Today we talked about influence on The Bella Buzz podcast. We talked about the influence of a community and the influence of individuals within the community to have an impact on search results rankings.
But first we take a moment to recognize a momentous occasion for Desiree last night. At 11:11 pm on January 11, 2011 (or viewed another way 1/11/11) .. Desiree made her 11,111th tweet! How coincidental is that!?!
With help and great encouragement from her Twitter community, she recognized the potential of the situation and carefully played out the number of tweets per hour required to make the exact moment.
What fun! Congratulations Desiree!
Our topic today is the result of a great post on the SEOMoz.org blog called The Social Media Marketers SEO Checklist. The post is not only a great rundown of the crossover between SEO efforts and social media efforts, it reinforces the recent revelations from Google and Bing that there is a Twitter and Facebook influence on rankings.
Weekly Tip #2: Make sure all of your links open in a new window. Don’t make the mistake of links to your blog or social media channels opening up on top of your site. Make sure a new window opens up so people still have your site open below the new window.
This has been suspected for some time and it only makes sense in the big picture of directing searchers to the most relevant content, but this past December provided us a definitive answer.
As we have discussed, the search algorithm takes into account a variety of factors, or “signals“, to determine how to rank sites for a specific search. The more signals in favor of a site such as quality inbound links with relevant anchor text, on page factors such as title tags, bounce rate of visitors quickly exiting, and most recently even the load time for a page, the higher the page lists in relation to competitive sites.
With the growth of social media, and the use of social networks to distribute content, the use of the nofollow link on Twitter and Facebook gave everybody the opinion that these links were not passing “link juice” or value to the target. This is a wise decision, otherwise these social networks would be filled with spammers setting up accounts to massively post links to their own content. Not that this hasn’t prevented some of that from happening, but these sites would probably be rendered useless and end up like the forgotten link farms.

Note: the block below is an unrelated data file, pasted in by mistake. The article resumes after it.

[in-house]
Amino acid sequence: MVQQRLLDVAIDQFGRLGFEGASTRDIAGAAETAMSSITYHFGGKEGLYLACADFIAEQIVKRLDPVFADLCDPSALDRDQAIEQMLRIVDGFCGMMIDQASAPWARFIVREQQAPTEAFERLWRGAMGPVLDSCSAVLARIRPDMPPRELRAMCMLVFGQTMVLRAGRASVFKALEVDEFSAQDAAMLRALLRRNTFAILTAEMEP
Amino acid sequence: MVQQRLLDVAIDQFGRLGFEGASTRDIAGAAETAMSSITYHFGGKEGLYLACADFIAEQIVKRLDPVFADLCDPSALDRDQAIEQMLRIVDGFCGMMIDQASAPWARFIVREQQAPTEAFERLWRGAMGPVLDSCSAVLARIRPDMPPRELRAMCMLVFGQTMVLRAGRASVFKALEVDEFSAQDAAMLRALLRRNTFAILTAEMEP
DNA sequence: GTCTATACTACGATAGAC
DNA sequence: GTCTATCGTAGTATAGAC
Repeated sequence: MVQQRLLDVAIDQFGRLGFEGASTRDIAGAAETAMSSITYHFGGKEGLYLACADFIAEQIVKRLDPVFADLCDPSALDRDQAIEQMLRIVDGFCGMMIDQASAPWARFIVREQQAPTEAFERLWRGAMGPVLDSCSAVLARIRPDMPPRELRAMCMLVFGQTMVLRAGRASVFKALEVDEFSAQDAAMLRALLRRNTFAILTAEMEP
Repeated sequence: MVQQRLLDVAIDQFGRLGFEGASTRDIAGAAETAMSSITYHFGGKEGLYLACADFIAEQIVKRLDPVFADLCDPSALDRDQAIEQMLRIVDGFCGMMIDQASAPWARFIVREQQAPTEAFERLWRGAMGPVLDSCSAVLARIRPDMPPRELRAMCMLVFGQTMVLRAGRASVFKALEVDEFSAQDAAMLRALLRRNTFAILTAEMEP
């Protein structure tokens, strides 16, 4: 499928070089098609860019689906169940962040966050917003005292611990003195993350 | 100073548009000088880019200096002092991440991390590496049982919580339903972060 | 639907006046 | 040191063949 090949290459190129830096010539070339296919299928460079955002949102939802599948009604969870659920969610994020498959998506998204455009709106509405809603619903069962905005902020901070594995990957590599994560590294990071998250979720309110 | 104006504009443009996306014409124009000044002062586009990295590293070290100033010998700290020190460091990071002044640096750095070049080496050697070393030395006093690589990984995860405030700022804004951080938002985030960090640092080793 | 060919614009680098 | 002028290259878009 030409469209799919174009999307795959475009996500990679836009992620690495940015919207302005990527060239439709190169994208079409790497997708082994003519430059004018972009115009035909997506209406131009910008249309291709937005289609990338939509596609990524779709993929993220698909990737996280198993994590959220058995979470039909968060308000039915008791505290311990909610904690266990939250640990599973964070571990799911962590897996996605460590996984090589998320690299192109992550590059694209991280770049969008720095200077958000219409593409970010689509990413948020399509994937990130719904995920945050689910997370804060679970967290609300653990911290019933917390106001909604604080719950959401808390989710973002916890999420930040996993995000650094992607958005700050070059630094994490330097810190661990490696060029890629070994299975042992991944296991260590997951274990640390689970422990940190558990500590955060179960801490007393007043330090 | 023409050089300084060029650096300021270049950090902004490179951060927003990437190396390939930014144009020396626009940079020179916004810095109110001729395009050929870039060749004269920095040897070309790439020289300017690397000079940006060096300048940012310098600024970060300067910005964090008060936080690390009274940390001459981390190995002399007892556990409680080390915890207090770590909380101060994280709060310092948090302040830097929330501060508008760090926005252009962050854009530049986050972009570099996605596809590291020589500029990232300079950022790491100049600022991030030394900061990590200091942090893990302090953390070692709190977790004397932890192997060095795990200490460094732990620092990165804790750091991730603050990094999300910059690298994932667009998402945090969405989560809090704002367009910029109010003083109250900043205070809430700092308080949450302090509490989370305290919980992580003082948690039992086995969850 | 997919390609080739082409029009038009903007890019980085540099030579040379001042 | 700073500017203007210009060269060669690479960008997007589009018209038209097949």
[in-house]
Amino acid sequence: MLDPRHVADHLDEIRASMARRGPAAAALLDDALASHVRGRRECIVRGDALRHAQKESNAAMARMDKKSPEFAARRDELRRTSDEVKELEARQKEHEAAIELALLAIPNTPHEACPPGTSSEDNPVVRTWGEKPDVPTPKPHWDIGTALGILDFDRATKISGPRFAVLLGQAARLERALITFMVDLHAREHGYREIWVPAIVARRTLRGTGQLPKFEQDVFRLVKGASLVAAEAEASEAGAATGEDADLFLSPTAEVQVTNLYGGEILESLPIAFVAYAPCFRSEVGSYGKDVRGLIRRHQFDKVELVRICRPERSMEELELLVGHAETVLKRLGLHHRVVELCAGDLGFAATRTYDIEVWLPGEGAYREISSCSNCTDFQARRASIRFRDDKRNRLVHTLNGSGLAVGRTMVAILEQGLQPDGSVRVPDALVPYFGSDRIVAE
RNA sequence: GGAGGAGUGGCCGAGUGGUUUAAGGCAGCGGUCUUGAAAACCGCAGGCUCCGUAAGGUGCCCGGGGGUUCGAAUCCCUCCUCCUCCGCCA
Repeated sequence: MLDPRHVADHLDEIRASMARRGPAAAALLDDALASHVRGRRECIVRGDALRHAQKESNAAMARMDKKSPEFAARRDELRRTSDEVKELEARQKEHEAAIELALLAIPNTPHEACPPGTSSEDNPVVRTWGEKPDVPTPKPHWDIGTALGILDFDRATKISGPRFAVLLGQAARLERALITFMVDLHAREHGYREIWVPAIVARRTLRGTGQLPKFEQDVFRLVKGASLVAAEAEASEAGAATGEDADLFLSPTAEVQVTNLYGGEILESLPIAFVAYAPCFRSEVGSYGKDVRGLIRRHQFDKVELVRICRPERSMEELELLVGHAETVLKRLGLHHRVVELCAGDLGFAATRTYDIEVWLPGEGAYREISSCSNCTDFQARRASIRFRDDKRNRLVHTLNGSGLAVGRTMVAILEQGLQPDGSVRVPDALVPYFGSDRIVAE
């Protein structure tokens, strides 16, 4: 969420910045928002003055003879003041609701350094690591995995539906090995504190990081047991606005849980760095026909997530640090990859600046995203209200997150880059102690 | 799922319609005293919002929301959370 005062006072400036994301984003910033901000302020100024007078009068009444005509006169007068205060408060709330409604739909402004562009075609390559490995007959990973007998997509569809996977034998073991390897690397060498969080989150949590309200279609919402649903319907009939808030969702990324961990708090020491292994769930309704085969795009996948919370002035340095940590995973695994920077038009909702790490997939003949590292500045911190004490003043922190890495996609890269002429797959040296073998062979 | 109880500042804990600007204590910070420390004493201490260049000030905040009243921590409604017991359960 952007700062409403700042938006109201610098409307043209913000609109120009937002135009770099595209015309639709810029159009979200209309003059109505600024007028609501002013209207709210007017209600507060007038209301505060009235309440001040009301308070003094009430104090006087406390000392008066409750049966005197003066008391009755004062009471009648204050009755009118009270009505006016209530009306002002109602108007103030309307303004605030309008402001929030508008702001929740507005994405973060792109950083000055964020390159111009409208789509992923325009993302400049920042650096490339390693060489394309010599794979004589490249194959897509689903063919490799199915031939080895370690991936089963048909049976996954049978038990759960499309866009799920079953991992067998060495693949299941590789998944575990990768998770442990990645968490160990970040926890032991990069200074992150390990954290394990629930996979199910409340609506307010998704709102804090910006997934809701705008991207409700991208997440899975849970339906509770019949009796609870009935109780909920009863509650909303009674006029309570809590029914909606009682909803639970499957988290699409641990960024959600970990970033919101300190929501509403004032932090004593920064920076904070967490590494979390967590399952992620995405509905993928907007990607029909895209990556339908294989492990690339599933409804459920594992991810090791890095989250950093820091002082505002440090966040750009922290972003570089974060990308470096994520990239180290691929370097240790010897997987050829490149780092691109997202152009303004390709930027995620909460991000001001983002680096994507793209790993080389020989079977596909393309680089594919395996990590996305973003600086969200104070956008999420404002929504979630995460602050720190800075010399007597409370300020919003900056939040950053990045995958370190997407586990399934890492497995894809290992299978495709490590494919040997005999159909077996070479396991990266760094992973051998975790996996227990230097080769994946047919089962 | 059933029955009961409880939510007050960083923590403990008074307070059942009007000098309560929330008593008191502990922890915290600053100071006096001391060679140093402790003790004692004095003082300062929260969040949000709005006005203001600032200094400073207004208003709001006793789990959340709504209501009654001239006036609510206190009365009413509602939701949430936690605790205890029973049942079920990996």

But what about the fact that there are real people developing real communities on these social networks? Shouldn’t Desiree be credited with the fact that she produces great content for her 16,000+ followers on Twitter? It stands to reason that when she promotes a great blog post or podcast via Twitter and a large number of her followers in turn pass it along by re-tweeting it, the site posting that content should get ranking benefit from this action.
The value of the social media effort gets rewarded by higher search engine rankings. We have been touting the value of social media for building community; now it is clearly gaining value for ranking.
You could define this factor as influence if you want. Desiree demonstrates a great deal of influence over her group of followers. Going a step further, if she is influential in the eyes of the search engines, then any sites that she herself promotes via Twitter and Facebook should also receive some benefit in the rankings. This is where things can get interesting and where things get murky under the hood of these algorithms. How does a quantitative analysis evaluate someones influence? On what scale is someone influential, are they a 10 or an 8? This is undefined and open for many years of speculation.
But it only makes sense. It still comes down to generating great content, and if that content is good enough that it gets passed around the social networks, as well as linked to by authoritative domains, then the web site should see a higher search ranking. And that is good for business.
In an attempt to evaluate influencers and to assign some value to be measured, sites such as Klout.com have appeared that try to evaluate activity on social networks. We don’t know what the criteria is for evaluation and ranking, but its sort of a fun exercise.
Finally, as a way to measure the effectiveness of these social strategies and to piggyback on our podcast from last week about evaluating your business with Google Analytics, here is a good rundown on how to segment social traffic in Google Analytics.
What do you think? Should web site gain rankings by the signals derived from social media?
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